Championship coaches on hot seat? That's life in the big-money SEC
To the right you'll find the résumés compiled by two college football coaches in their current jobs. Try to guess which one could be in danger of losing his job if he has a bad season in 2010.
If you pay most of your college football attention to the ACC, Big East, Big Ten, Big 12 or Pac-10, you probably think this is a trick question. Neither of these guys gets fired unless he orchestrates a
If you follow the SEC, you
Don't believe it? Ask yourself this: Two Augusts ago, could you have imagined any scenario in which
It may not be fair. It certainly isn't sensible. But that's the SEC. Outsize passion plus dollars equals a short leash for football coaches. This also should serve as a sign of things to come as lucrative television deals begin to kick in more money to programs in the Big Ten and ACC and soon in the Big 12 and Pac-10/12. Don't be shocked if seemingly successful coaches in other conferences start getting canned because they don't win the national title every year.
That is the blessing and the curse of the SEC. A few days ago,
In any other conference, Richt's name wouldn't appear anywhere near the phrase "hot seat." "I didn't know it had," Richt said at the SEC spring meetings in June, his lip curling into a smile. "Is that true?" In his two least successful seasons (2001 and 2009), he won eight games. He's never notched single-digit wins in back-to-back seasons. Yet here he is.
At Georgia's athletic board meeting in May, then-athletic director
Evans is gone now, thanks to a late-night traffic stop and a pair of red panties in his lap. His incoming replacement is
After last season, the fiercely loyal Richt had to sacrifice defensive coordinator
Here's the problem with those national title expectations. In every other region besides SEC country and Austin, Texas, people understand that only one team can win the BCS title in a given season. But the people in Athens, Baton Rouge, Gainesville and Tuscaloosa legitimately believe their team should win every year. (Those in Auburn and Knoxville also felt that way at various points in the past 15 years.) This creates a mathematical conundrum.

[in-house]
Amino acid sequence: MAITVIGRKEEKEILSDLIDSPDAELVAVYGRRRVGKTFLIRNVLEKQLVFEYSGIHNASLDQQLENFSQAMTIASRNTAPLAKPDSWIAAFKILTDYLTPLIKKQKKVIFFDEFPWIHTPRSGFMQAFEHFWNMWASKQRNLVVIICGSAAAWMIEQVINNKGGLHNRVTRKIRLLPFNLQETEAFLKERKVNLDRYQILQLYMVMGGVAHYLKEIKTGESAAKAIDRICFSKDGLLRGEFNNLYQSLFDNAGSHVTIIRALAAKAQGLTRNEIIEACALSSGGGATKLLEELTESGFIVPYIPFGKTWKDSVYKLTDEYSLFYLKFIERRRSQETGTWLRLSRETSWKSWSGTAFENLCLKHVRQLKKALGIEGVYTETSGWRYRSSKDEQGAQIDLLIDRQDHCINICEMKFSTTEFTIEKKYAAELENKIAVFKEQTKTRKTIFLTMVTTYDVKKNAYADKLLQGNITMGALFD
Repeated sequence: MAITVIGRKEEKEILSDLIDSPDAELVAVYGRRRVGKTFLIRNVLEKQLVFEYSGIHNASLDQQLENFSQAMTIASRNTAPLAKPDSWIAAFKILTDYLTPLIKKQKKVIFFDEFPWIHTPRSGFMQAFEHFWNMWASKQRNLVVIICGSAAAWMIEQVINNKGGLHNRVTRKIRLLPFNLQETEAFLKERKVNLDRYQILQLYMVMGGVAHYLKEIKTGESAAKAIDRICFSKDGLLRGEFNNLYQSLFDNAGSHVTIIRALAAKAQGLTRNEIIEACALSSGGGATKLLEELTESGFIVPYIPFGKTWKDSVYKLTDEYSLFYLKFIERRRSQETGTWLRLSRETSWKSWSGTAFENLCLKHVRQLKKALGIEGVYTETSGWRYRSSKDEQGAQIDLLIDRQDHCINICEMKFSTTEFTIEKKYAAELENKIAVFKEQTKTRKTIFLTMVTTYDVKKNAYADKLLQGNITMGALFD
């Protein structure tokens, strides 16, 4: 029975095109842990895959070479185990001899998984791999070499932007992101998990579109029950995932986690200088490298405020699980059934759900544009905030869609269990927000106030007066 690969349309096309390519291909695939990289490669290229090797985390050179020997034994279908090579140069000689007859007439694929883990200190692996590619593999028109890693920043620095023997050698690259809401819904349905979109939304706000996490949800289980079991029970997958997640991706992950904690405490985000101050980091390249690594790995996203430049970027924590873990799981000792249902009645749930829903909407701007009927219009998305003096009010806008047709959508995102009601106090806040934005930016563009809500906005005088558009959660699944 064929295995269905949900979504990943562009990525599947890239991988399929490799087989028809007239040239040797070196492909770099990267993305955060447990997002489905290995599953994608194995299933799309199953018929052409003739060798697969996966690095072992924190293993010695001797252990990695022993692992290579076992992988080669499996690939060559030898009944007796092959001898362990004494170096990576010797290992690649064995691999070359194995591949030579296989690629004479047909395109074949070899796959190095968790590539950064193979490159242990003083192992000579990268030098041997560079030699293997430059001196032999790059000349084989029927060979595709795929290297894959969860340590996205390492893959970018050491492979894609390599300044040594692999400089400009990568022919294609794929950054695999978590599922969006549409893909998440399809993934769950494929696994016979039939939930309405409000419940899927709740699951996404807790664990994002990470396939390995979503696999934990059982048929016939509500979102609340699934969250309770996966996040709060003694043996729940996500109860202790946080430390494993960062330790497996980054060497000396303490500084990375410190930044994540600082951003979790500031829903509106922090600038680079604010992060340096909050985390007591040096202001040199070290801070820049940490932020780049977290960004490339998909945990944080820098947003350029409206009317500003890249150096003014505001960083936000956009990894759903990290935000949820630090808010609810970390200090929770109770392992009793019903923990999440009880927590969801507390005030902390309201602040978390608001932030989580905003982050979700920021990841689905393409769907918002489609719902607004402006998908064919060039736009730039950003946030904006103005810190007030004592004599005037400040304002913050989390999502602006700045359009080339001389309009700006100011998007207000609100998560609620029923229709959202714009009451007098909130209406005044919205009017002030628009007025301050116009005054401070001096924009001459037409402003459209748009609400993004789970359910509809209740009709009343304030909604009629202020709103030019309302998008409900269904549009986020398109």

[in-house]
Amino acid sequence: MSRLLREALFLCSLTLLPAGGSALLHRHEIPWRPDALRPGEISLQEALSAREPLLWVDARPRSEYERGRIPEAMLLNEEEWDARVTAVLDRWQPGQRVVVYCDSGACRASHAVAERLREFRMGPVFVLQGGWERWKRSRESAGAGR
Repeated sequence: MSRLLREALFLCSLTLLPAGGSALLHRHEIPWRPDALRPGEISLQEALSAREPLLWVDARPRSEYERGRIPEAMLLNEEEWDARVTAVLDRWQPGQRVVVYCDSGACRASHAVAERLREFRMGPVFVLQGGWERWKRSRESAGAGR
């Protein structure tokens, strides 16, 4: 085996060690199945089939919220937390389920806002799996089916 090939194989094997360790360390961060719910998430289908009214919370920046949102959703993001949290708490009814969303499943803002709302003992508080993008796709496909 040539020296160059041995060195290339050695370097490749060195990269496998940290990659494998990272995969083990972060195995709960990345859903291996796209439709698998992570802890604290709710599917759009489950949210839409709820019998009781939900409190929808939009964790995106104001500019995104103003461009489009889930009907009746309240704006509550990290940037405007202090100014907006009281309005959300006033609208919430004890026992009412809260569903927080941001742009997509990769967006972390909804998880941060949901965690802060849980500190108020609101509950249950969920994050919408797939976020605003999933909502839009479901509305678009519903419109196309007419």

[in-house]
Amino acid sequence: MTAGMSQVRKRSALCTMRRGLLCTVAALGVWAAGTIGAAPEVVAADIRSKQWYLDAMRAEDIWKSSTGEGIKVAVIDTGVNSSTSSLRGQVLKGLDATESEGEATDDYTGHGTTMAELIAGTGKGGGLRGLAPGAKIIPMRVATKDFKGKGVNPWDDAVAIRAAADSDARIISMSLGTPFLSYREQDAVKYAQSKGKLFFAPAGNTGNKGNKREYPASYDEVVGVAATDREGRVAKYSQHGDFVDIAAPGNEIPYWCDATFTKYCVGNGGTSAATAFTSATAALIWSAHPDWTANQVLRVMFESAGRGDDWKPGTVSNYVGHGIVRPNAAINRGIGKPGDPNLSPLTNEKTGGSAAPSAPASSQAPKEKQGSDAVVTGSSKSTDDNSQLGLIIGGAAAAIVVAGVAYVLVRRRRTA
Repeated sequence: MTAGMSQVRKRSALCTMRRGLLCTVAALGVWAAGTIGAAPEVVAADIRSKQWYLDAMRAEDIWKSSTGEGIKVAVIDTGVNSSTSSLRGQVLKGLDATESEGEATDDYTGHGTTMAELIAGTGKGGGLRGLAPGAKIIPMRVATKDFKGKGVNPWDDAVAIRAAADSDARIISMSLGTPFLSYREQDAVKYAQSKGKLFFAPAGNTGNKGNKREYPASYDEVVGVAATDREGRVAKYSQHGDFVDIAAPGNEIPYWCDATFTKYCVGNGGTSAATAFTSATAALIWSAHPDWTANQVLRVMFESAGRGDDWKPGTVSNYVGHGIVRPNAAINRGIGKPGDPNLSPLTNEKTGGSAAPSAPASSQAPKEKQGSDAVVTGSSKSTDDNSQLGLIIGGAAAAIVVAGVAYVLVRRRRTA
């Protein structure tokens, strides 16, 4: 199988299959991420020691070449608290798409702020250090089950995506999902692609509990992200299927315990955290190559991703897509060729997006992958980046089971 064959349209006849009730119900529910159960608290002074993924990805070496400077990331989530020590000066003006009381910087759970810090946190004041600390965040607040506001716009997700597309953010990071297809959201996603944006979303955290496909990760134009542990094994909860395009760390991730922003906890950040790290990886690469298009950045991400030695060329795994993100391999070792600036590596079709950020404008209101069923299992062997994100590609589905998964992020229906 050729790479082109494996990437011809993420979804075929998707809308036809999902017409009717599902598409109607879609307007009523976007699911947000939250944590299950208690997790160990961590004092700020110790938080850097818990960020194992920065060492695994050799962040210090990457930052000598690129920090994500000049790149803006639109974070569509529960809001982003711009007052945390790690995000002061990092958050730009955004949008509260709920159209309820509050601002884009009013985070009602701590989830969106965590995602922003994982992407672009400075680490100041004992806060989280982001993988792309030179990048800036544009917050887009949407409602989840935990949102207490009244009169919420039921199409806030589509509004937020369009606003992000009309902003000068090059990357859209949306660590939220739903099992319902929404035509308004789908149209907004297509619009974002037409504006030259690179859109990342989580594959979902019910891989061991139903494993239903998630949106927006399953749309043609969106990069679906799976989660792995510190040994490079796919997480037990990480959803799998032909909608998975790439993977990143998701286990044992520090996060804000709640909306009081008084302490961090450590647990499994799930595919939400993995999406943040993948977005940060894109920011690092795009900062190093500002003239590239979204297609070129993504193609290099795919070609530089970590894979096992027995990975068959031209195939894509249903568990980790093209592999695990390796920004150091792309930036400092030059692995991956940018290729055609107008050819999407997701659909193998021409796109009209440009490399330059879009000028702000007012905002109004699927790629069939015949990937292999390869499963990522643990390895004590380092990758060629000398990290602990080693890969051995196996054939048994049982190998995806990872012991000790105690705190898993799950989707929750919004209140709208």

"The expectations from '05 right on through have been the same," LSU's Miles said. "Win the West, have an opportunity to win the SEC title and win the last game." Loosely translated, that means the expectation at LSU is to win the national title.
Miles has done that, but even as he was leading his "damn strong football team" to a BCS title in 2007, his fan base had doubts. Some wondered if the superior roster predecessor
No matter what really happened that night in 2007, Miles has averaged more than 10 wins a year. He has won a conference title and a national title. He has led the Tigers to BCS bowls in 40 percent of his seasons at LSU. Yet a not-insignificant portion of his fan base wishes he'd taken the Michigan job after the 2007 season.
"The league is better now than it's ever been," said Alabama's Saban, who has coached in the Big Ten (Michigan State) and at two SEC pressure-cookers. "I thought it was an outstanding league before. From top to bottom, there's probably more good coaches, more good programs, more good teams than ever before."
That's the blessing and the curse of the SEC. As the programs improve, the expectations rise. The league has won the last four BCS titles, and a coach who claimed one of those titles might get run out of town if he wins fewer than nine games this season despite playing in a division in which all six teams are potentially good enough to play in New Year's Day bowls.
Get ready for this, fans of other leagues. The Big Ten Network has made that conference the nation's most lucrative, and with that money may come the kind of irrational expectations that previously seemed limited to areas beneath the Mason-Dixon Line. Ohio State's
Just because a guy can't win more than 11 games a season doesn't necessarily mean there is always someone better out there. That won't stop programs with money to burn for looking for that guy. That's life in the SEC -- and soon in other leagues as well -- and not-quite-successful enough coaches must learn to ignore the pressure that comes with coaching in a cash-cow league.
"It's like a good quarterback," Richt said. "A good quarterback can't worry about what's swirling around. You've got to focus on your job. If you worry about things you can't control or that won't help you succeed, then you're really being counterproductive."